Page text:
If Michael ever won the lottery, he would spend every penny on food, beds, and warm clothing for men experiencing homelessness in London. “Just to make sure they were safe and had somewhere to go,” says his daughter, Ali. “He just had an incredible heart. So, when he would see or hear of a need, he would fill it”.
Sadly, Michael passed away last spring. After several years of visiting Men’s Mission every Tuesday with his wife and daughter, his absence is deeply felt.
Michael’s Tuesday visits always took precedence in his calendar. “There would be appointments that were scheduled on a Tuesday and he would say, ‘No, can’t do it then. I have to go see the boys at the Mission,’” Ali chuckles as she recalls. “It would always be more important than his heart appointments”.
At Men’s Mission, Michael would hand out treasured items such as socks, coats, gloves, scarves, juice boxes, and treats. “Anything that would give them comfort,” explains Ali. “We’ve stood at tables in the middle of the winter handing out coats to people and you would think we had given them a thousand dollars. They’d try on the coats and say, ‘Oh, this is great!’ I’ll never forget those times”.
When Michael married his wife, Ann, he was welcomed by a family who nurtured his kind spirit. “It was lovely for him to be taken into that fold of ‘Wow, I am so loved and appreciated. They cook for you and make sure you’re happy and healthy’. I think that’s where it started—with my mom’s family,” says Ali as she reflects on her dad’s generosity.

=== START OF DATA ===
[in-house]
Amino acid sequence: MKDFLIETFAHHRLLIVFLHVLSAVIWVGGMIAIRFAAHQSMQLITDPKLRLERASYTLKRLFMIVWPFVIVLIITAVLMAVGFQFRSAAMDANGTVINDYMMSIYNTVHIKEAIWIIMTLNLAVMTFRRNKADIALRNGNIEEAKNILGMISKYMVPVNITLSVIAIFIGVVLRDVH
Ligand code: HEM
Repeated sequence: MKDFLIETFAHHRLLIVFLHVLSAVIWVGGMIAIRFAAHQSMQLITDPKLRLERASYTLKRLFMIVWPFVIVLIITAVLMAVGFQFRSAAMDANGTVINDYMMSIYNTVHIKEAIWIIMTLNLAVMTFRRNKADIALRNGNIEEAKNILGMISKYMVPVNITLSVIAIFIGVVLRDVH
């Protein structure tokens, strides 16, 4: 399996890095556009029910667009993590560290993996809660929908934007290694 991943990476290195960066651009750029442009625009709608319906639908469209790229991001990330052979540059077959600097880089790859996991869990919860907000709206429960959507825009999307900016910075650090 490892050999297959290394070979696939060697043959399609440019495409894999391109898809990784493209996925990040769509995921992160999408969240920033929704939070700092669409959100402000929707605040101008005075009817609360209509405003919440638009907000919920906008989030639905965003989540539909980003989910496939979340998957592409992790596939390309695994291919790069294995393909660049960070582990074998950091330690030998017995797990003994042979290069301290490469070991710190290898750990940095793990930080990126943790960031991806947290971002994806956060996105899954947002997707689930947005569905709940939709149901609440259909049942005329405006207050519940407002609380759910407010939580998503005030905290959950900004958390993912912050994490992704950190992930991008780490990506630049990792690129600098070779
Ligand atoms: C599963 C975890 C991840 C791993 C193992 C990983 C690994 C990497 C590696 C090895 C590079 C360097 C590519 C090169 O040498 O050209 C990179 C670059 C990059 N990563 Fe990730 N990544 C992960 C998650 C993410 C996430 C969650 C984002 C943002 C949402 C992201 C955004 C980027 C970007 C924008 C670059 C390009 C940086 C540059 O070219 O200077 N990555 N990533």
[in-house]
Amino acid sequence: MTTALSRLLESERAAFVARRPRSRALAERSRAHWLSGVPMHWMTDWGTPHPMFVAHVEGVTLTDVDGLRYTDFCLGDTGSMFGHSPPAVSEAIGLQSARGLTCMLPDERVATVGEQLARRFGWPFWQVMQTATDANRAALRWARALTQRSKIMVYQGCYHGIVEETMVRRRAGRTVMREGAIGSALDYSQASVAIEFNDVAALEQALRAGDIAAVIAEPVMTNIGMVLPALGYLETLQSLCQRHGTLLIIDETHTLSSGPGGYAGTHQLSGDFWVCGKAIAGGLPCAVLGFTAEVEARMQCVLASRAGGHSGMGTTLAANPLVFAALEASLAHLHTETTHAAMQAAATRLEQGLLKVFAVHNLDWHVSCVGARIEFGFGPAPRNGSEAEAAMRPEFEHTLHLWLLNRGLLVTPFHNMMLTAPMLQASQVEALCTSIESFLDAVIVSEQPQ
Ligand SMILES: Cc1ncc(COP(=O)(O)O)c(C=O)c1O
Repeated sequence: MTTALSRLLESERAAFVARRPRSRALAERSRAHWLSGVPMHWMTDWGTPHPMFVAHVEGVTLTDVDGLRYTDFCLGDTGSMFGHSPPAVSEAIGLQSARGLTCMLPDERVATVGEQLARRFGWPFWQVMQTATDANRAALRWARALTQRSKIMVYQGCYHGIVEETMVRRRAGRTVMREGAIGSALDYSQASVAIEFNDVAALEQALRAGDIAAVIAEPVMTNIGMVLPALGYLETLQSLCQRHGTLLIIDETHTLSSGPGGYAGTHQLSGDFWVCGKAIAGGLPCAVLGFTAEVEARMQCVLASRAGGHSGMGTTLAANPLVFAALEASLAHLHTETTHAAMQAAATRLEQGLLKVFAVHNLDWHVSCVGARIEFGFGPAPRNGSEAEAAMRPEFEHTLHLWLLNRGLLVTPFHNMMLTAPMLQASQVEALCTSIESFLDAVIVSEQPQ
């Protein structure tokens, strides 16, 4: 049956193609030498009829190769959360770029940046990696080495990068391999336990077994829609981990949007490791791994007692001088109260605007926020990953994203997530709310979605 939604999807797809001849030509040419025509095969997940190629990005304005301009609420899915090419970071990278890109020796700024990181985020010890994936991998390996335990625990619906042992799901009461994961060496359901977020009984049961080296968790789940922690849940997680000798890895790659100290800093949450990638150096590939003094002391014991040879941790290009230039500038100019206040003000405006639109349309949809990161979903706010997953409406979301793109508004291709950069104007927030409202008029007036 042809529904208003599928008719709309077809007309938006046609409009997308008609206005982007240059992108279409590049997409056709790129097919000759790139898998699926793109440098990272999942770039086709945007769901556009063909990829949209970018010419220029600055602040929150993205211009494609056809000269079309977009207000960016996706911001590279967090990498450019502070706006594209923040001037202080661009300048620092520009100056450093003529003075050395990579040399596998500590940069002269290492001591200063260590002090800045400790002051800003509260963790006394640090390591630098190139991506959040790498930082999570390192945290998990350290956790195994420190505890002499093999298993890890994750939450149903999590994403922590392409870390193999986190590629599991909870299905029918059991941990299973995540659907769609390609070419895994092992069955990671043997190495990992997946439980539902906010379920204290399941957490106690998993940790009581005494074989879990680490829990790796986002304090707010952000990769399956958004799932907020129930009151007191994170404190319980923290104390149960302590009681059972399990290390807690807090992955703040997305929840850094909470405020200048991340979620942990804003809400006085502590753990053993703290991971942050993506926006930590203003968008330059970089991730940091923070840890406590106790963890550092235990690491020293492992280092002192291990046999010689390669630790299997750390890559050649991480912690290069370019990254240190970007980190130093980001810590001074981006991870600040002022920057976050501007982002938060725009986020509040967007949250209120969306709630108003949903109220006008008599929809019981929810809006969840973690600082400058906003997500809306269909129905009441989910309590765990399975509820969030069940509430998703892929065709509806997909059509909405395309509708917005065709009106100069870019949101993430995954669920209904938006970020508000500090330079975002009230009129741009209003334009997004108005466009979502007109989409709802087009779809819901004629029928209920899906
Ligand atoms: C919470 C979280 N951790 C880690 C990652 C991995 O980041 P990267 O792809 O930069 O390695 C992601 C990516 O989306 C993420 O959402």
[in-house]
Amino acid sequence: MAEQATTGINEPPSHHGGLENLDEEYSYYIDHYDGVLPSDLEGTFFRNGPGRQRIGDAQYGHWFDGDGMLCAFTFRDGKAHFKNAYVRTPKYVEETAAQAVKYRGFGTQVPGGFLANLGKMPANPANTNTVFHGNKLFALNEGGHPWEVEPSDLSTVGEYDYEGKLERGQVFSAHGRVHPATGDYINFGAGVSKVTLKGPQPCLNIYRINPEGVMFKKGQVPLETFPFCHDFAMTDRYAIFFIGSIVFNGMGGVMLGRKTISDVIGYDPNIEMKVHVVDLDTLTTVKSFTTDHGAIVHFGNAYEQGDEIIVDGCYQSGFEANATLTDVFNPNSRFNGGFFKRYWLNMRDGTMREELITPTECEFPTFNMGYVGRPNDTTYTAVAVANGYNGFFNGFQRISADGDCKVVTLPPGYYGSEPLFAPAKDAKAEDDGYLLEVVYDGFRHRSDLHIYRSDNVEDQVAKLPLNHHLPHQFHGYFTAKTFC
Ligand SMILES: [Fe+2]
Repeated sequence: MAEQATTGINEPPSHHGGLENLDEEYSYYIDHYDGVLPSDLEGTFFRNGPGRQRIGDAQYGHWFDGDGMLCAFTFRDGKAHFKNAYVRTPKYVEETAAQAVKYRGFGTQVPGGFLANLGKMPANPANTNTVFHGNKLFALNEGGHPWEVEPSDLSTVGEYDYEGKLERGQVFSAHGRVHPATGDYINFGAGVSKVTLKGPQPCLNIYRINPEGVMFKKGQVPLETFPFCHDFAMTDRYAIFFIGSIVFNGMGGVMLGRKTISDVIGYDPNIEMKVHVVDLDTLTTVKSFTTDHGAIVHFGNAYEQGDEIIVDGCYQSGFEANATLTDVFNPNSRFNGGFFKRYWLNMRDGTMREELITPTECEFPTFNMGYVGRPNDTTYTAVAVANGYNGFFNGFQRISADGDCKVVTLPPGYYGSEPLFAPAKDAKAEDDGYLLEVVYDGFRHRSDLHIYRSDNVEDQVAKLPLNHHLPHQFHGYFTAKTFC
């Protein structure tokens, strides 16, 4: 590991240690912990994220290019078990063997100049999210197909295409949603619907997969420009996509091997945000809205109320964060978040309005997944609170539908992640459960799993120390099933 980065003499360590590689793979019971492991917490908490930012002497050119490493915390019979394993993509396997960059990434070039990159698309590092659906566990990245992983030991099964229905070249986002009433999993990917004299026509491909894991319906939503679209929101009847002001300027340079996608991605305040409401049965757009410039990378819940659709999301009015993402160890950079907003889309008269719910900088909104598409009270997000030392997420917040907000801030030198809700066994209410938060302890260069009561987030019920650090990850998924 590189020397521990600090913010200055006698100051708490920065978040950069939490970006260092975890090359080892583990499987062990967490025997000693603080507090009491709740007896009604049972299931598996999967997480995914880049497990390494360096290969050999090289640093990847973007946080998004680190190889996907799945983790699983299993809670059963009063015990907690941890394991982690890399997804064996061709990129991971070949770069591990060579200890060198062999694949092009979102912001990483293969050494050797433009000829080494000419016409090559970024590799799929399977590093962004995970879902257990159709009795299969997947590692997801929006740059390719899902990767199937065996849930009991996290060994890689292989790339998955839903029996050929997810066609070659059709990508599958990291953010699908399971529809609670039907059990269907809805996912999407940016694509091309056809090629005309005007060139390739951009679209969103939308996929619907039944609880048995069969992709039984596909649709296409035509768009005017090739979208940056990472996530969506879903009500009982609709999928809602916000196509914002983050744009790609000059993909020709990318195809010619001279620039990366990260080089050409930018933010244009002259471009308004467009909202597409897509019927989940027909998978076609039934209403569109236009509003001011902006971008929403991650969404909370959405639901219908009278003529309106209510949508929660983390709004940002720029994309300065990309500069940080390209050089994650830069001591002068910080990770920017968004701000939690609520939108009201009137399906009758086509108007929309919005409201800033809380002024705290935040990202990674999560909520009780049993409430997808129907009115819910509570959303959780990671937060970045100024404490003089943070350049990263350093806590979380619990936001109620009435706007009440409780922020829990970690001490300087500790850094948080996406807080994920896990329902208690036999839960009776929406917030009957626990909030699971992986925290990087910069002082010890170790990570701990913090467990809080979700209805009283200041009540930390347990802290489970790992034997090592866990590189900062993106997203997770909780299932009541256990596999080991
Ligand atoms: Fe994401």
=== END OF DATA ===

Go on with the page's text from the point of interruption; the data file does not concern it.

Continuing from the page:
Michael harnessed those feelings of love and support, and shared it with his neighbours at Men’s Mission who he lovingly referred to as “the boys”. “On a cold night, he would say, ‘I hope the boys are warm enough down at the Mission’”.
Michael always encouraged his children to consider the wellbeing of others as well. “Look outside the box. That was another one of his expressions. Look outside your four walls to see if your neighbour is okay or if there is someone on the street who is lonely,” remembers Ali.
Ali reveres her dad’s counsel. A few years ago, she made up Christmas gifts for “the boys”. In the gifts, she placed cards that read, “You are very special and God loves you”. “Two years later, one of the guys actually pulled the card out of his pocket and said, ‘Do you remember making up some Christmas bags?’ I said, ‘Yes,’” Ali recalls. “He said, ‘I kept this’. It was just the most beautiful thing. I wondered how many times he took that out of his pocket to realize that God loves him and he’s special”.
While “the boys” at Men’s Mission, along with staff and volunteers, will miss Michael’s Tuesday visits, his love and kindness will continue to be felt. “Although his life has ended, the goodness will continue,” Ali promises. “It will continue through his grandchildren and great-grandchildren because their parents are teaching them what dad taught us: to give to people before you give to yourself”.
Looking back at his life, Michael felt as we all hope to feel: happy and grateful. “Dad said to me, ‘I had a wonderful life and I’ve been blessed. I have a wonderful wife, children, and grandchildren. I have no regrets, Alison, not one’”.
Michael will continue to be greatly missed and admired by all who knew him. As he often said to those he parted with, “God bless”.
Written by Amy Bumbacco, Communications & PR Coordinator